A scheduled September 7 hearing on the future of net neutrality was canceled today, after representatives from leading communications, over-the-top providers and other technology companies declined to publicly appear on Capitol Hill.
The hearing was postponed due to talks over future rules, Zach Hunter, a spokesman for committee chairman Greg Walden, U.S. Representative (R) from Oregon, told Reuters. While executives may be camera shy, they have discussed the topic privately, he said.
"As negotiations progress on a permanent solution for net neutrality that ensures a free and open Internet, the committee will postpone the original hearing in order to allow talks between stakeholders to continue," said Hunter.
Under Federal Communications Commission (FCC) Chairman Ajit Pai, the agency wants to lift rules placed during the prior administration that treat Internet as a utility and bans providers from blocking or slowing websites or showing preferential treatment to some online businesses. Advocates of Pai's approach argue it treats some ultra-broadband providers -- such as cable operators -- differently from others and that industry can self-monitor, in part due to competitive pressures that will penalize those that do not adhere to net neutrality rules.
Opponents disagree, stating government must oversee private industry and point to examples of past behavior by Verizon and AT&T and other reported cases. They argue big companies, like Amazon and Netflix, will only get bigger at the expense of smaller businesses that cannot buy faster online access.
Non-profit industry organization Broadband Forum this week unveiled new standards and new Open Broadband initiatives to support operators' goal of interoperability for lower costs and accelerated deployment.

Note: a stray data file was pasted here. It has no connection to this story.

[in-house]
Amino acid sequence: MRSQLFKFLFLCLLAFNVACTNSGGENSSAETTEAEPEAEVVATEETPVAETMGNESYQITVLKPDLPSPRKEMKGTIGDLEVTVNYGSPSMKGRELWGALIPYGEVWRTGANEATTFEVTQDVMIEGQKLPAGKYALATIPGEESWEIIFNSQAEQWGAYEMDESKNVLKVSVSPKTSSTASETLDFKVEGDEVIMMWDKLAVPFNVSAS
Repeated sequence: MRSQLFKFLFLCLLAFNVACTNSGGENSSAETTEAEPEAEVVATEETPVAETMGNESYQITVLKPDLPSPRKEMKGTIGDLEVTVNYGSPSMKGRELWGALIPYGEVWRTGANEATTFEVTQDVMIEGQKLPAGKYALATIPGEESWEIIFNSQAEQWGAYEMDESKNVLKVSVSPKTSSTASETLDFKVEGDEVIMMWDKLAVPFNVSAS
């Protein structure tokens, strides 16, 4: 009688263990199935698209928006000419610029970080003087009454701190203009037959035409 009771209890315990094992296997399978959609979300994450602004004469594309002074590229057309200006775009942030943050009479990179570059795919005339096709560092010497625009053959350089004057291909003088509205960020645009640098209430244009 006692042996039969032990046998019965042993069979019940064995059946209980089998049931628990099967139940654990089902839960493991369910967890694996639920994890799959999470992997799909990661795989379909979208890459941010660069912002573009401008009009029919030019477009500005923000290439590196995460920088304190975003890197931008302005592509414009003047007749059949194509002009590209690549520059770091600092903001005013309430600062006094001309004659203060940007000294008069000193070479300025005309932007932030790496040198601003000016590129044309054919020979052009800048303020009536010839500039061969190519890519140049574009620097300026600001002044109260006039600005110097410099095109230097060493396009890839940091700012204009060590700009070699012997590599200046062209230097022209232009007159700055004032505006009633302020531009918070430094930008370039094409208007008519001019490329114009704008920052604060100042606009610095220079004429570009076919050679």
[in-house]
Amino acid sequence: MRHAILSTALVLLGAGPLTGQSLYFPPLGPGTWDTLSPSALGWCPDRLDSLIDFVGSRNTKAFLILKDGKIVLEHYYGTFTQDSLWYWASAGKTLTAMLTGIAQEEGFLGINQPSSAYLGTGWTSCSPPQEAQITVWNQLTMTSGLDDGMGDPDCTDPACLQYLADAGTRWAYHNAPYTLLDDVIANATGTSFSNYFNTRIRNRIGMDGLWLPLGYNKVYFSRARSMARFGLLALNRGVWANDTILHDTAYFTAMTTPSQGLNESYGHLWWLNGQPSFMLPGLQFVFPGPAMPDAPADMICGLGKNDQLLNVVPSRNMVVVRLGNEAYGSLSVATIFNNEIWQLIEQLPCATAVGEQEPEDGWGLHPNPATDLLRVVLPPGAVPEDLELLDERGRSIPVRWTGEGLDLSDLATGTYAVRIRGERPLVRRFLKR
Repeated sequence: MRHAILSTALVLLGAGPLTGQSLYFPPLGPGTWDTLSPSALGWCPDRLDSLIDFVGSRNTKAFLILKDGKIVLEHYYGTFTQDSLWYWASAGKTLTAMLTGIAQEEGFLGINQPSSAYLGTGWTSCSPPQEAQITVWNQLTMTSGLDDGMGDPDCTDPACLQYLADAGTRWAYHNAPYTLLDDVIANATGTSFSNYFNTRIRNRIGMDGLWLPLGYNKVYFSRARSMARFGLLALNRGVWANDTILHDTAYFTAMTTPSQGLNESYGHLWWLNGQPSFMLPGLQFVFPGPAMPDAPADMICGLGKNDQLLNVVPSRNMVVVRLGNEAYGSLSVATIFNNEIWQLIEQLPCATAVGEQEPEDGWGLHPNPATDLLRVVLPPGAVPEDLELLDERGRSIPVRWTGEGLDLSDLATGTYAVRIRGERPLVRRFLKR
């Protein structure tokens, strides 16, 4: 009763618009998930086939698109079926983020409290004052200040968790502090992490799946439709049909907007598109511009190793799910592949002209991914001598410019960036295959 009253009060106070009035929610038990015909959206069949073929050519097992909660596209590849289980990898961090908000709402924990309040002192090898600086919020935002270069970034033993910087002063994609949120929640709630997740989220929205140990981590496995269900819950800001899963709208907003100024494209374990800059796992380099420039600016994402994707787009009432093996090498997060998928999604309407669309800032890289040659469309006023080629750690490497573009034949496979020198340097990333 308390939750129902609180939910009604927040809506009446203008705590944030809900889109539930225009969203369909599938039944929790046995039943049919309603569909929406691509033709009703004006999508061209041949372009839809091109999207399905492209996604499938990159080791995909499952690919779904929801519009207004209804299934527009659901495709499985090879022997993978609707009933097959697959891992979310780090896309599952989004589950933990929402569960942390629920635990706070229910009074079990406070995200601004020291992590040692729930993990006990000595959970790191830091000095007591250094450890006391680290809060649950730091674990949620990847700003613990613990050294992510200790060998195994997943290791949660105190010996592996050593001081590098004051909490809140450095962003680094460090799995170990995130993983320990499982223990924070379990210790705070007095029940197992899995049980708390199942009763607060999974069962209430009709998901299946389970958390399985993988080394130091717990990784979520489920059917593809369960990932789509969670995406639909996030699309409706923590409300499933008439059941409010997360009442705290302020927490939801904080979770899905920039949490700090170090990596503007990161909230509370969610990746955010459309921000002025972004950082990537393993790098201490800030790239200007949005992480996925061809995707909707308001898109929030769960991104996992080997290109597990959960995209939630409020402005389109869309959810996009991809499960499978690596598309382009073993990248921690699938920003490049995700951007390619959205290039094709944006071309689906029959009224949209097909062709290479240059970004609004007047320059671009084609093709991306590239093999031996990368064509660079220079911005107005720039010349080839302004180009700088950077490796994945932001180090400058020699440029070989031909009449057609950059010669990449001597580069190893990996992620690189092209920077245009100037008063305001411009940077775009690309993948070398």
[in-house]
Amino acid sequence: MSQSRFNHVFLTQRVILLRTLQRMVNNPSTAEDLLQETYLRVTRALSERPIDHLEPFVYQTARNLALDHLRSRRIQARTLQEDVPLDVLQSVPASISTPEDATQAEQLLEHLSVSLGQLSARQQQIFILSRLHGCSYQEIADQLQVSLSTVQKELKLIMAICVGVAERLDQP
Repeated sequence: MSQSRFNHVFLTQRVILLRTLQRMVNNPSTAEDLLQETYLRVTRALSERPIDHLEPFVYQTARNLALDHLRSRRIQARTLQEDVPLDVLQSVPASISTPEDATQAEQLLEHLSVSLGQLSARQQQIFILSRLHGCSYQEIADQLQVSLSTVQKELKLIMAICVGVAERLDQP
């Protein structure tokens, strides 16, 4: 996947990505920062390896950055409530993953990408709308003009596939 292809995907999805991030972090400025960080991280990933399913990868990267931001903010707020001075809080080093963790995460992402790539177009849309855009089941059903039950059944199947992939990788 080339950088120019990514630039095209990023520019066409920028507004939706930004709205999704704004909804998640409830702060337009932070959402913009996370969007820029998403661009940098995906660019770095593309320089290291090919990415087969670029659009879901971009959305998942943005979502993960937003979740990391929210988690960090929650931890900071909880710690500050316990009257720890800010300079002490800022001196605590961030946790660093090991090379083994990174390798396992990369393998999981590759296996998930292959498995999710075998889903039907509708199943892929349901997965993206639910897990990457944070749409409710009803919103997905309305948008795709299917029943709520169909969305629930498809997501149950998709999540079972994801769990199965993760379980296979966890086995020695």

When offered the choice of selecting individual components of a smart home solution, European and US broadband users both chose fire alerts and emergency notifications as the most important options, a Strategy Analytics study finds.
5G promises connectivity 10 to 100 times faster than 4G networks, with latencies less than 1msec, making real-time applications such as tactile Internet useable over mobile networks for the first time. However, mobile operators will need to deploy ten times as many radio sites, each with highly reliable plug-and-go multi-gigabit connections, to achieve that level of performance.
In this UBB2020 webinar, Heavy Reading's Gabriel Brown and ADTRAN's Ryan McCowan will:
Discuss 5G densification strategies and their network impact
Outline the different requirements for backhaul and fronthaul needed to support 5G densification strategies
Explore next-generation PON-fixed access technologies and software defined networking principles as emerging solutions to accelerate 5G densification
Outline how NG-PON2, the next-generation multi-gigabit fiber technology, supports the x-haul (fronthaul, backhaul and crosshaul applications) requirements of 5G
NG-PON2 broadband access technology is already in trials with multiple major network operators but is it too early for the commercial deployment of this next generation ultra-broadband technology? In this UBB2020 live radio show, ADTRAN's Kurt Raaflaub provides an update on NG-PON2 developments and chats to Light Reading's Ray Le Maistre about how this technology could play a role in production access networks in 2017.